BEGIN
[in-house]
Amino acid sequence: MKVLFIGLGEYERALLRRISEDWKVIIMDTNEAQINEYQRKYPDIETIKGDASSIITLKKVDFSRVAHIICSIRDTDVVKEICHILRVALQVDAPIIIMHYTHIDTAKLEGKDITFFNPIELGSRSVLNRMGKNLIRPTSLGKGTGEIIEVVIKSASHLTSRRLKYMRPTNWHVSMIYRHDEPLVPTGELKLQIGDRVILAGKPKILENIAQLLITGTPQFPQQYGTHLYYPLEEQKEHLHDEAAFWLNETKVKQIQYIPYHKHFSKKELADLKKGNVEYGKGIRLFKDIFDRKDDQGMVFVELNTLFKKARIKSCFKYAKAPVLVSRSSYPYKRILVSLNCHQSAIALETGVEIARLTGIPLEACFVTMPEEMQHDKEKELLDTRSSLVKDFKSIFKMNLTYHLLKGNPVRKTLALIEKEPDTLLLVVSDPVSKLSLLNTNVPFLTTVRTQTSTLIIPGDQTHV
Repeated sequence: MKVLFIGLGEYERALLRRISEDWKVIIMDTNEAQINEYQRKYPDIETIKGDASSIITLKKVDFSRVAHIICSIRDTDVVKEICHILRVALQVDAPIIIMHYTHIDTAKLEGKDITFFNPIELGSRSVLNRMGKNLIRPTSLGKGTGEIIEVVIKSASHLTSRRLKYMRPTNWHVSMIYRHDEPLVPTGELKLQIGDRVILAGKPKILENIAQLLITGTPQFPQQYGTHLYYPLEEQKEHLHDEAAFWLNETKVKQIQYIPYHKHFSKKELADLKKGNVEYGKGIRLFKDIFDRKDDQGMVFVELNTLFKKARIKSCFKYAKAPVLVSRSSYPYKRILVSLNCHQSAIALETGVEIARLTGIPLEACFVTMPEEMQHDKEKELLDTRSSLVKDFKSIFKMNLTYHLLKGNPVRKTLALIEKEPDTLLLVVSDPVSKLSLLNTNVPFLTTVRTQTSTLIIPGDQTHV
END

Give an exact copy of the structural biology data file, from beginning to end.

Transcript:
[in-house]
Amino acid sequence: MKVLFIGLGEYERALLRRISEDWKVIIMDTNEAQINEYQRKYPDIETIKGDASSIITLKKVDFSRVAHIICSIRDTDVVKEICHILRVALQVDAPIIIMHYTHIDTAKLEGKDITFFNPIELGSRSVLNRMGKNLIRPTSLGKGTGEIIEVVIKSASHLTSRRLKYMRPTNWHVSMIYRHDEPLVPTGELKLQIGDRVILAGKPKILENIAQLLITGTPQFPQQYGTHLYYPLEEQKEHLHDEAAFWLNETKVKQIQYIPYHKHFSKKELADLKKGNVEYGKGIRLFKDIFDRKDDQGMVFVELNTLFKKARIKSCFKYAKAPVLVSRSSYPYKRILVSLNCHQSAIALETGVEIARLTGIPLEACFVTMPEEMQHDKEKELLDTRSSLVKDFKSIFKMNLTYHLLKGNPVRKTLALIEKEPDTLLLVVSDPVSKLSLLNTNVPFLTTVRTQTSTLIIPGDQTHV
Repeated sequence: MKVLFIGLGEYERALLRRISEDWKVIIMDTNEAQINEYQRKYPDIETIKGDASSIITLKKVDFSRVAHIICSIRDTDVVKEICHILRVALQVDAPIIIMHYTHIDTAKLEGKDITFFNPIELGSRSVLNRMGKNLIRPTSLGKGTGEIIEVVIKSASHLTSRRLKYMRPTNWHVSMIYRHDEPLVPTGELKLQIGDRVILAGKPKILENIAQLLITGTPQFPQQYGTHLYYPLEEQKEHLHDEAAFWLNETKVKQIQYIPYHKHFSKKELADLKKGNVEYGKGIRLFKDIFDRKDDQGMVFVELNTLFKKARIKSCFKYAKAPVLVSRSSYPYKRILVSLNCHQSAIALETGVEIARLTGIPLEACFVTMPEEMQHDKEKELLDTRSSLVKDFKSIFKMNLTYHLLKGNPVRKTLALIEKEPDTLLLVVSDPVSKLSLLNTNVPFLTTVRTQTSTLIIPGDQTHV